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Wraiths was a name for people having been transformed into undead beings.[1] The realm of the wraiths was called the Wraith-world.[2]



In the Elder Days, the wraith of Gorlim appeared in a dream of Beren.[3]

In the Second Age, the Men of the White Mountains broke their oath to Isildur. This crime combined by Isildur's curse turned the Oathbreakers into shades who haunted the mountains[4], until Aragorn II, in the capacity of the Heir of Isildur, released them.[5]

In the Third Age, it was rumoured that the wraith of Helm Hammerhand haunted the enemies of Rohan, killing those who felt fear.[6]

The most famous of the wraiths were the Ringwraiths, Men ensnared by Sauron's Nine Rings.[7] Some of the victims of the Ringwraiths, too, could be transformed into wraiths, albeit lesser and under their command (although no such being is known to have existed).[2] This nearly happened to Frodo Baggins, after having been stabbed by the Morgul blade of the Witch-king.[1]

Etymology and Names

In the Legendarium

The Black Speech/Sindarin word gûl was translated as "wraith(s)" in the Red Book of Westmarch.[7][8][9]


Wraith is a Scottish word meaning "ghost" (of uncertain origin; possibly from Gaelic, Irish arrach "specter, apparition").[10][11]

Other versions of the legendarium

In a draft for The Lord of the Rings Appendices, the Paths of the Dead were said to have been guarded by the "fell wraiths of the Forgotten Men".[12]

In another draft it is said that the Rings of Power transformed their bearers into wraiths, thus creating elf-, goblin-, men-, or dwarf-wraiths.[13]

Portrayal in Adaptations

1982-97: Middle-earth Role Playing:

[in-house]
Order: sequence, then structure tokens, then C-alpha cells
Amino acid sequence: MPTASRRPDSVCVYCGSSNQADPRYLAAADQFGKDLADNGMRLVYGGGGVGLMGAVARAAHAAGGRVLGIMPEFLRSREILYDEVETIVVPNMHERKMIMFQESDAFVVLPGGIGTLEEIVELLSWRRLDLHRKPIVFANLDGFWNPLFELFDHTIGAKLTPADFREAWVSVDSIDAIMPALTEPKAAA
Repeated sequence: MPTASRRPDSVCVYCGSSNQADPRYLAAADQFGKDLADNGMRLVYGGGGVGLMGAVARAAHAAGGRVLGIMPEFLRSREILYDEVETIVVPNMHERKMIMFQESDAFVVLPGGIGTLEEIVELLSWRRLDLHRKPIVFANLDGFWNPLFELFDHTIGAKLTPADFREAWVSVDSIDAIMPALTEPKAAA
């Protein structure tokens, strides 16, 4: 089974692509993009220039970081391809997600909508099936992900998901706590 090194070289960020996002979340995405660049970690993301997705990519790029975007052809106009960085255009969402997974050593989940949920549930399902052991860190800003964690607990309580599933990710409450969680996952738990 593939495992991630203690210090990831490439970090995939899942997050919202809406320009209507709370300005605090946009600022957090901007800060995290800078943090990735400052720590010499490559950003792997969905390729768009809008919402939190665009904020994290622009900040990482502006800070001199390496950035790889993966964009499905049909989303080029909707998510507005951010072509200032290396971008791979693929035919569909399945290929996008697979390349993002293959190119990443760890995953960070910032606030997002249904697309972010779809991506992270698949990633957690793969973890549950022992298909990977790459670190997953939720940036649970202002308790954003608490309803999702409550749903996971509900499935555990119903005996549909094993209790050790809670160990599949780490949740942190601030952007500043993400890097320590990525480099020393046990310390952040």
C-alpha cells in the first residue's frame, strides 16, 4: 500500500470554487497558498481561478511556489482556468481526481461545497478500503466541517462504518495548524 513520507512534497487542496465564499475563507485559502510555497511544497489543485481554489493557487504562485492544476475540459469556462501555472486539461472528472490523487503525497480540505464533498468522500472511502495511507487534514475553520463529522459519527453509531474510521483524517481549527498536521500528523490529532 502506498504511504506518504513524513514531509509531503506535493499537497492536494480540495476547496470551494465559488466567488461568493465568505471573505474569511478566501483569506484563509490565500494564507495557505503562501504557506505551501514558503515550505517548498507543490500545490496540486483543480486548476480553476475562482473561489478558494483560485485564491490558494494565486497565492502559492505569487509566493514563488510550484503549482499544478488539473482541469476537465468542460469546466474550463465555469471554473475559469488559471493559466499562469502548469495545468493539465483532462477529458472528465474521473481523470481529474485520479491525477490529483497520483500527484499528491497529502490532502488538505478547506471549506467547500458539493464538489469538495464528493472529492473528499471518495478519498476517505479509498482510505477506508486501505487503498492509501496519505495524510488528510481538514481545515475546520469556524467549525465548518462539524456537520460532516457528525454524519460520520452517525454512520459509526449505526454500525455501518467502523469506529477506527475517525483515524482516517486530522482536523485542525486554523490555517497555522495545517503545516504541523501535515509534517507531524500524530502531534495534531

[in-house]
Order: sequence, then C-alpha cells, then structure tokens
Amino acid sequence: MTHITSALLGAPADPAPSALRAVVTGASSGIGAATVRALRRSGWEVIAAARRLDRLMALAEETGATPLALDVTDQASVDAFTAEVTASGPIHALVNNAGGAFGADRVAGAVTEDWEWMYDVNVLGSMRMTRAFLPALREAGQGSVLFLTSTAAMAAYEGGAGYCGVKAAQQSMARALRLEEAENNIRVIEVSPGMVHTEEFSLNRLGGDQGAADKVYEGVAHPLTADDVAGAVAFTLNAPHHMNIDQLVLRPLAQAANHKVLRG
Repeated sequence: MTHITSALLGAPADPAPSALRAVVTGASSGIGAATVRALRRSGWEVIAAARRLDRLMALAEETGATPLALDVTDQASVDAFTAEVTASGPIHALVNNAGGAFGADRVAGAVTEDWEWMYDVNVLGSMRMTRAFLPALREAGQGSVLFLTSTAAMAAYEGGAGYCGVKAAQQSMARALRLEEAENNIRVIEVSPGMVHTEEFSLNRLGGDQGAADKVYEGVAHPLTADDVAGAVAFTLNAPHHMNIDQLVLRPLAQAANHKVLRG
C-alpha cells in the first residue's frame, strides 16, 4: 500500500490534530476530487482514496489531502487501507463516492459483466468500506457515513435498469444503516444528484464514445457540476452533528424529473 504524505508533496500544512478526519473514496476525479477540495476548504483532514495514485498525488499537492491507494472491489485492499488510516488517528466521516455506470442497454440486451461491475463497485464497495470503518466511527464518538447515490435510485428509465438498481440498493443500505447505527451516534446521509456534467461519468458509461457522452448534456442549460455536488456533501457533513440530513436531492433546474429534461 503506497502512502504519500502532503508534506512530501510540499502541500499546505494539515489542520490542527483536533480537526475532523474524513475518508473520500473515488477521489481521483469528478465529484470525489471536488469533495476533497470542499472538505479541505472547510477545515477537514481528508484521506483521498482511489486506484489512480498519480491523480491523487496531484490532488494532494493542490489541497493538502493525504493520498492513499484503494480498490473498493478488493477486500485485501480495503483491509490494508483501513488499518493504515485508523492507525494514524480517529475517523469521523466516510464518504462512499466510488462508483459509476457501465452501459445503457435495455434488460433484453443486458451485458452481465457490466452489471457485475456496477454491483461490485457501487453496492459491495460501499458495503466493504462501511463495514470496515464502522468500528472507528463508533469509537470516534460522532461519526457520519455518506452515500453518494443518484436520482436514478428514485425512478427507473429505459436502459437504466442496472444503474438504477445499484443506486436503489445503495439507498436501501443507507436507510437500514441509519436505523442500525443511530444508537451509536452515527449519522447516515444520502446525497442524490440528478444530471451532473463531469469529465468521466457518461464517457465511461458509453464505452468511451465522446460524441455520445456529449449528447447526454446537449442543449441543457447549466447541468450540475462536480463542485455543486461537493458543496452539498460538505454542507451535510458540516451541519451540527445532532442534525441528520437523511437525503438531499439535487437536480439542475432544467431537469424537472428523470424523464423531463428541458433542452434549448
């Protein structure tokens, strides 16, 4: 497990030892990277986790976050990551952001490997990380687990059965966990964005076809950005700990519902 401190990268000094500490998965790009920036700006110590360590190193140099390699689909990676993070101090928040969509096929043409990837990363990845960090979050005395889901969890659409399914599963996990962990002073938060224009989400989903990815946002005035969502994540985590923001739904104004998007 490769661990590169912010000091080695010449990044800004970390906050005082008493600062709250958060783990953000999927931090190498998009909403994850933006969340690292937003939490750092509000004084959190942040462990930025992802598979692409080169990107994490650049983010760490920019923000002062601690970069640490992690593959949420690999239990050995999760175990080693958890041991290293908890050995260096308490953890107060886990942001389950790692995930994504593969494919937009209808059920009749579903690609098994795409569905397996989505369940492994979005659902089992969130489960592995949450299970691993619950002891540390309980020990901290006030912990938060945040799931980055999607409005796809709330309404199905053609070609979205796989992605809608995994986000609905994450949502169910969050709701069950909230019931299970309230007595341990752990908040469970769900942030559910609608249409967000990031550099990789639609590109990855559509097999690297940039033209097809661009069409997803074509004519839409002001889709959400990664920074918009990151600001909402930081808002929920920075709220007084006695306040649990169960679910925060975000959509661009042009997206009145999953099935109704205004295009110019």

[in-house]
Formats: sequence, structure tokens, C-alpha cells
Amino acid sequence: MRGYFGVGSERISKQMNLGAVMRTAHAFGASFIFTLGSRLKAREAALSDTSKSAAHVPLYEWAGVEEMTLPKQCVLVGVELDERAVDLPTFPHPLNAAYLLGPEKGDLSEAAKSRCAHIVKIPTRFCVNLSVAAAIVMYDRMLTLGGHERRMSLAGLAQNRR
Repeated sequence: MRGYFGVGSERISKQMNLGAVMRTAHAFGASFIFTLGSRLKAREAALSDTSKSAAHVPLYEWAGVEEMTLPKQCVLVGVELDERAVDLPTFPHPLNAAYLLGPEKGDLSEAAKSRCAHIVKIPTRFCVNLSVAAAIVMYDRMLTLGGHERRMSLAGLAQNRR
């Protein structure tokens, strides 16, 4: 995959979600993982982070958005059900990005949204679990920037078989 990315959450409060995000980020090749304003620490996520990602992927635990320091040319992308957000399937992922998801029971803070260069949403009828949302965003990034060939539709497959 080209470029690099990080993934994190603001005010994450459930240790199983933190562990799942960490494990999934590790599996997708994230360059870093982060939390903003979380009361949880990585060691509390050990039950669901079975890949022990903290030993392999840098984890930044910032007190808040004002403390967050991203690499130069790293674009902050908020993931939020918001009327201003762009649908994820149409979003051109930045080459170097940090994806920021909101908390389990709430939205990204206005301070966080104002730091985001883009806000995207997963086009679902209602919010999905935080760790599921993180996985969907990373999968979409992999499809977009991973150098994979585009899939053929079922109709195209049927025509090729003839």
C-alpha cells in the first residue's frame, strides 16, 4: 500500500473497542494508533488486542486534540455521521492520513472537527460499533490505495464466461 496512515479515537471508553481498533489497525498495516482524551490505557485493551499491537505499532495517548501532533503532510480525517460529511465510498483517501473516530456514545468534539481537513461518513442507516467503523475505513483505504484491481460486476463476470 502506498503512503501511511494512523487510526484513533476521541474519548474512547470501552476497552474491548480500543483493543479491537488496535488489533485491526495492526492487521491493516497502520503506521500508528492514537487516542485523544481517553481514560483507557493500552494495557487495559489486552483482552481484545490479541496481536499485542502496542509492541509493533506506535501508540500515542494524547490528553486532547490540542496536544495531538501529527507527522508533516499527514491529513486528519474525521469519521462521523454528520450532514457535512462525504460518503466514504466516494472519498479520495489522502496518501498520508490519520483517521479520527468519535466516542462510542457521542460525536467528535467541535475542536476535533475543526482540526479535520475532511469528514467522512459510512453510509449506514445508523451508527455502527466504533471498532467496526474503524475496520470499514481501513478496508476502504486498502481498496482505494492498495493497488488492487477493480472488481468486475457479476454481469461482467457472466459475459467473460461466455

The wraith Gaurithoth, an undead Númenórean lieutenant, serves the Witch-king and haunts a burial mound near the Blue Mountains.[14]

2002-5: The Lord of the Rings Roleplaying Game:

Wraiths are the most common of the three type of ghosts (the other being phantoms and wights). The wraith is without a physical, tangible form, and consists only of the soul of a person wishing to fulfil an evil goal after his or her death.[15]


  1. 1.0 1.1 J.R.R. Tolkien, The Lord of the Rings, The Fellowship of the Ring, "A Knife in the Dark"
  2. 2.0 2.1 J.R.R. Tolkien, The Lord of the Rings, The Fellowship of the Ring, "Many Meetings"
  3. J.R.R. Tolkien, Christopher Tolkien (ed.), The Silmarillion, "Quenta Silmarillion: Of Beren and Lúthien"
  4. J.R.R. Tolkien, The Lord of the Rings, The Return of the King, "The Muster of Rohan"
  5. J.R.R. Tolkien, The Lord of the Rings, The Return of the King, "The Last Debate"
  6. J.R.R. Tolkien, The Lord of the Rings, Appendix A, "The House of Eorl"
  7. 7.0 7.1 J.R.R. Tolkien, The Lord of the Rings, passim
  8. J.R.R. Tolkien, "Words, Phrases and Passages in Various Tongues in The Lord of the Rings", in Parma Eldalamberon XVII (edited by Christopher Gilson), p. 11
  9. Helge Fauskanger, "Orkish and the Black Speech: Base Language for Base Purposes" at Ardalambion (accessed 27 December 2010)
  10. Douglas Harper, "wraith" at Online Etymology Dictionary (accessed 26 December 2010)
  11. Peter Gilliver, Edmund Weiner and Jeremy Marshall, The Ring of Words: Tolkien and the Oxford English Dictionary, p. 223
  12. J.R.R. Tolkien, Christopher Tolkien (ed.), The Peoples of Middle-earth, "The Making of Appendix A": (ii) "The Tale of Aragorn an Arwen", p. 267
  13. J.R.R. Tolkien, Christopher Tolkien (ed.), The Return of the Shadow, "The First Phase: III. Of Gollum and the Ring", p. 78
  14. Jessica Ney (ed.; 1990), Angus McBride's Characters of Middle-earth (#8007), pp. 38-39
  15. Scott Bennie, Mike Mearls, Steve Miller, Aaron Rosenberg, Chris Seeman, Owen Seyler, and George Strayton (2003), Fell Beasts and Wondrous Magic, pp. 25-27